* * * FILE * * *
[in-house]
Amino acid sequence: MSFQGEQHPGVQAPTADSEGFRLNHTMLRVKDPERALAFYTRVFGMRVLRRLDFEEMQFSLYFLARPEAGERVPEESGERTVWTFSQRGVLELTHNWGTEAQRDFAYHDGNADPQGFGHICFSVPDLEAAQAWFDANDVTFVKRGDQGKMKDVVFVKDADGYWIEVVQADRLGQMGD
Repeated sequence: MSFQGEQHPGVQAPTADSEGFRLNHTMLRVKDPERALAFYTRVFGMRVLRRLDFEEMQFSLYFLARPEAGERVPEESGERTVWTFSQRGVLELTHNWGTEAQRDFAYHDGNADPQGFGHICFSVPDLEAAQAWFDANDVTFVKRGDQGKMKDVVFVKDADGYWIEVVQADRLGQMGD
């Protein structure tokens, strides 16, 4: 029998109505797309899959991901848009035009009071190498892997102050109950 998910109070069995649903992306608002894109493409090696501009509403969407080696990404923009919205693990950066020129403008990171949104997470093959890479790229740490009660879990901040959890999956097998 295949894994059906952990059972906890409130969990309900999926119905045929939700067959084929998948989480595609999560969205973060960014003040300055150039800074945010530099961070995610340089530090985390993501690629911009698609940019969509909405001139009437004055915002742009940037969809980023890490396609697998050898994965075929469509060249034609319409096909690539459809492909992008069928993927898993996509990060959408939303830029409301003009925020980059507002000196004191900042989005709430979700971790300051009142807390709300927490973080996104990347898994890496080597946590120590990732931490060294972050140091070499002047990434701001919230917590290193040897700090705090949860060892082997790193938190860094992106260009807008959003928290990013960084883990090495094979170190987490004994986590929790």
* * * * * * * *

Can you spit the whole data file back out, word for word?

[in-house]
Amino acid sequence: MSFQGEQHPGVQAPTADSEGFRLNHTMLRVKDPERALAFYTRVFGMRVLRRLDFEEMQFSLYFLARPEAGERVPEESGERTVWTFSQRGVLELTHNWGTEAQRDFAYHDGNADPQGFGHICFSVPDLEAAQAWFDANDVTFVKRGDQGKMKDVVFVKDADGYWIEVVQADRLGQMGD
Repeated sequence: MSFQGEQHPGVQAPTADSEGFRLNHTMLRVKDPERALAFYTRVFGMRVLRRLDFEEMQFSLYFLARPEAGERVPEESGERTVWTFSQRGVLELTHNWGTEAQRDFAYHDGNADPQGFGHICFSVPDLEAAQAWFDANDVTFVKRGDQGKMKDVVFVKDADGYWIEVVQADRLGQMGD
């Protein structure tokens, strides 16, 4: 029998109505797309899959991901848009035009009071190498892997102050109950 998910109070069995649903992306608002894109493409090696501009509403969407080696990404923009919205693990950066020129403008990171949104997470093959890479790229740490009660879990901040959890999956097998 295949894994059906952990059972906890409130969990309900999926119905045929939700067959084929998948989480595609999560969205973060960014003040300055150039800074945010530099961070995610340089530090985390993501690629911009698609940019969509909405001139009437004055915002742009940037969809980023890490396609697998050898994965075929469509060249034609319409096909690539459809492909992008069928993927898993996509990060959408939303830029409301003009925020980059507002000196004191900042989005709430979700971790300051009142807390709300927490973080996104990347898994890496080597946590120590990732931490060294972050140091070499002047990434701001919230917590290193040897700090705090949860060892082997790193938190860094992106260009807008959003928290990013960084883990090495094979170190987490004994986590929790």